Biggest challenge to digital sustainability in tertiary education is IT use

New report reveals attitudes to digital sustainability across UK further and higher education.

A recent survey of almost 100 Jisc members has found that staff and student IT use is the biggest digital sustainability challenge for colleges, universities and education providers today, highlighting a need for greater knowledge around sustainable digital practices.

A new report based on the survey, Digital sustainability in tertiary education: trends, challenges and sector insights, outlines the opportunities and challenges being faced around digital sustainability within tertiary education and highlights recommendations for reducing carbon impact across estates.

The report reveals that HE institutions are slightly further along in their digital sustainability journey, with 45% of respondents already having net zero targets in place for 2035 or earlier. In contrast, the majority of FE respondents (56%) stated they have sustainability objectives in place but have not yet set net zero targets.

Both HE and FE respondents identified sustainable policies for key stages of the IT product lifecycle as the top actions being taken to ensure digital environmental sustainability.

To encourage cross-sector collaboration and to promote good practice, the report outlines eight common digital sustainability needs identified by respondents and provides a digital sustainability roadmap alongside additional resources to support senior leaders in taking positive action.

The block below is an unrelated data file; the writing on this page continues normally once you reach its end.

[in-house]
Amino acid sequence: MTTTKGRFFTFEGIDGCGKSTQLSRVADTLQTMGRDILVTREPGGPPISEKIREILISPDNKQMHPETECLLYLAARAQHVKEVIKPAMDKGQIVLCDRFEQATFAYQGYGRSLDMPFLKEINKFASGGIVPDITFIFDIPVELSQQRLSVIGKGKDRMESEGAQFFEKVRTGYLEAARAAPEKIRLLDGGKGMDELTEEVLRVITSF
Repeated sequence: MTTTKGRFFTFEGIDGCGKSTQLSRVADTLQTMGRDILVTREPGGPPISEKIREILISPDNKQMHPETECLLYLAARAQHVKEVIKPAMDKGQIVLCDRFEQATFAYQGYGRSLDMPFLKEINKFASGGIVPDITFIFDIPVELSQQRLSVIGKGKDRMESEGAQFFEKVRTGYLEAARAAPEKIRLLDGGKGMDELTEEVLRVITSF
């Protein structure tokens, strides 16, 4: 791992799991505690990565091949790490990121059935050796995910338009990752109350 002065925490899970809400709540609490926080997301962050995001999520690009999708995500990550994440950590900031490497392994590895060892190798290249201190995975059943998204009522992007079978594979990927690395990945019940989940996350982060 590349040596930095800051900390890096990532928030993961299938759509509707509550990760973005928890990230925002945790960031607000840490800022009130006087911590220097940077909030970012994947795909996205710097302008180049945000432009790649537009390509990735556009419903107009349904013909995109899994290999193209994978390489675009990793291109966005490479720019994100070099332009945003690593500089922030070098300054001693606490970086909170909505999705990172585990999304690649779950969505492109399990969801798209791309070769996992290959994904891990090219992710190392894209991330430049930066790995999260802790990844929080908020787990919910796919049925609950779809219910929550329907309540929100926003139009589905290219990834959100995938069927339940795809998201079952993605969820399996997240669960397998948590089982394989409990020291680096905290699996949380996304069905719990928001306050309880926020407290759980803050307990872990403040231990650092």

Cal Innes, sustainability subject specialist at Jisc, said:

“In this fast-paced age of digital transformation, most of us interact with technology in some form or another every day. Within education, the implementation of digital technology offers a range of opportunities as well as challenges, for leaders, staff and students alike, and this is especially true when considering digital sustainability.

“It would be easy to assume that the use of digital in education is a win for sustainability. Online and blended learning reduces the need for travel for many students and staff, while the use of virtual learning environments (VLEs) often negates the need for physical classroom space, leading to savings on heating, lighting and maintenance.

“However, there are often hidden sustainability costs from institutions' everyday use of digital that could result in hefty digital carbon footprints. Increased carbon emissions resulting from saving unnecessary content to the cloud, leaving devices on stand-by, and sharing substantial amounts of data are common examples of areas that could be easily improved by using a sustainable approach.

“It is encouraging to see that digital sustainability is already high on the agenda for many of our members, and I want to thank all those that have contributed to this report. By working together and learning from each other as well as from external organisations, policymakers and environmental advocates, we can collectively imagine a bright and sustainable future for generations to come.”

Find out more about how Jisc can support digital sustainability at your institution.